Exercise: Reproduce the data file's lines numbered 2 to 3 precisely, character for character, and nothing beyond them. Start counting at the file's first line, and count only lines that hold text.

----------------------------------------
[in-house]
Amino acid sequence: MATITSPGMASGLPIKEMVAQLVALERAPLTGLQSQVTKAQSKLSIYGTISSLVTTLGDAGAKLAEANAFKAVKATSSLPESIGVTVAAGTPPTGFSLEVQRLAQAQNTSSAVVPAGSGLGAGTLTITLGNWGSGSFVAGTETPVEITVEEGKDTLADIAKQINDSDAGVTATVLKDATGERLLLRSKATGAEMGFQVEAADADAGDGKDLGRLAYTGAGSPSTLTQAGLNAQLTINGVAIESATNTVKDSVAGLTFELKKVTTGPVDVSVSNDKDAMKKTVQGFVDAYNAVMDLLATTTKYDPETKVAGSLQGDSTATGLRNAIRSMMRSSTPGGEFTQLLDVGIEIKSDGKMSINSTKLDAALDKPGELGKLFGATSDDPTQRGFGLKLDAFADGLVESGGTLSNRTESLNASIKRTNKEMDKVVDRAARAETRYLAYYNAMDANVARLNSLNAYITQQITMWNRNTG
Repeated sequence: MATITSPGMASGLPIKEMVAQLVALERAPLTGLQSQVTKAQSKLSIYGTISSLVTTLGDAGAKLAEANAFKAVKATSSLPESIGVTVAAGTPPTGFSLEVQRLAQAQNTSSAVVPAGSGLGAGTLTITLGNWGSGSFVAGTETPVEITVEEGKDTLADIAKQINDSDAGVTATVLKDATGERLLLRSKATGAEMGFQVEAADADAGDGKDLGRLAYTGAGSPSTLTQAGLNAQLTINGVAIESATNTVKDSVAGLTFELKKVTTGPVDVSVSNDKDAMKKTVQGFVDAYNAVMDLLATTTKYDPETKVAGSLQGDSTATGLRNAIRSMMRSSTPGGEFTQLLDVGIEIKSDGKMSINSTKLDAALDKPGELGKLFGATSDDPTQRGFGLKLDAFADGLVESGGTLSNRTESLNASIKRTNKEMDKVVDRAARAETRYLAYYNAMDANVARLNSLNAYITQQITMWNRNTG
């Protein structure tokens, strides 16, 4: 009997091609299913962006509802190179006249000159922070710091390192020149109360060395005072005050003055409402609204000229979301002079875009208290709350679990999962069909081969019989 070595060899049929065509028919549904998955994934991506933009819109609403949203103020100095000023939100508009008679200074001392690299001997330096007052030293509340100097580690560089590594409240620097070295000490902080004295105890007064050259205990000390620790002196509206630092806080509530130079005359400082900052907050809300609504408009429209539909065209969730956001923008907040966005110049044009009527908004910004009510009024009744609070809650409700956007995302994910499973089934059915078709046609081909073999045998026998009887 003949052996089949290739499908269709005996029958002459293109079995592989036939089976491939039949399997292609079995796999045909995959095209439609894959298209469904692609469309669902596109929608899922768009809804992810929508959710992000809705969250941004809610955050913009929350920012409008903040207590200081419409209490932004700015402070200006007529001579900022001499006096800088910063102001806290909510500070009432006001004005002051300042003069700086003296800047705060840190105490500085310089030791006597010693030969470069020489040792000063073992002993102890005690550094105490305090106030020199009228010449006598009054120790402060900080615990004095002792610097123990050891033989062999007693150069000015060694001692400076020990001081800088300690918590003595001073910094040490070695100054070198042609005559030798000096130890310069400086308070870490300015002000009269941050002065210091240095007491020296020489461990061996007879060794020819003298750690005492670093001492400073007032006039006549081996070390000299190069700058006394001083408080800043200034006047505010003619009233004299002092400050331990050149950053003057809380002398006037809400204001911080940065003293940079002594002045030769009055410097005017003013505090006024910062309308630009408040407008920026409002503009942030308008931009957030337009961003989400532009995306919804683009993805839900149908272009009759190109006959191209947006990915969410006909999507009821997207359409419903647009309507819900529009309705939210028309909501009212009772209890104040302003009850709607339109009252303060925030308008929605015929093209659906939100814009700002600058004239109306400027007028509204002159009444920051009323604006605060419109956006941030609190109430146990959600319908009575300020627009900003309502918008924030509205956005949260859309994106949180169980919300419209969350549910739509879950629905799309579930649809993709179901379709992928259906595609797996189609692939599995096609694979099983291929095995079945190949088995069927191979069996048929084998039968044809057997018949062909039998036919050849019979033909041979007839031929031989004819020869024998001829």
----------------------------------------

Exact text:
Amino acid sequence: MATITSPGMASGLPIKEMVAQLVALERAPLTGLQSQVTKAQSKLSIYGTISSLVTTLGDAGAKLAEANAFKAVKATSSLPESIGVTVAAGTPPTGFSLEVQRLAQAQNTSSAVVPAGSGLGAGTLTITLGNWGSGSFVAGTETPVEITVEEGKDTLADIAKQINDSDAGVTATVLKDATGERLLLRSKATGAEMGFQVEAADADAGDGKDLGRLAYTGAGSPSTLTQAGLNAQLTINGVAIESATNTVKDSVAGLTFELKKVTTGPVDVSVSNDKDAMKKTVQGFVDAYNAVMDLLATTTKYDPETKVAGSLQGDSTATGLRNAIRSMMRSSTPGGEFTQLLDVGIEIKSDGKMSINSTKLDAALDKPGELGKLFGATSDDPTQRGFGLKLDAFADGLVESGGTLSNRTESLNASIKRTNKEMDKVVDRAARAETRYLAYYNAMDANVARLNSLNAYITQQITMWNRNTG
Repeated sequence: MATITSPGMASGLPIKEMVAQLVALERAPLTGLQSQVTKAQSKLSIYGTISSLVTTLGDAGAKLAEANAFKAVKATSSLPESIGVTVAAGTPPTGFSLEVQRLAQAQNTSSAVVPAGSGLGAGTLTITLGNWGSGSFVAGTETPVEITVEEGKDTLADIAKQINDSDAGVTATVLKDATGERLLLRSKATGAEMGFQVEAADADAGDGKDLGRLAYTGAGSPSTLTQAGLNAQLTINGVAIESATNTVKDSVAGLTFELKKVTTGPVDVSVSNDKDAMKKTVQGFVDAYNAVMDLLATTTKYDPETKVAGSLQGDSTATGLRNAIRSMMRSSTPGGEFTQLLDVGIEIKSDGKMSINSTKLDAALDKPGELGKLFGATSDDPTQRGFGLKLDAFADGLVESGGTLSNRTESLNASIKRTNKEMDKVVDRAARAETRYLAYYNAMDANVARLNSLNAYITQQITMWNRNTG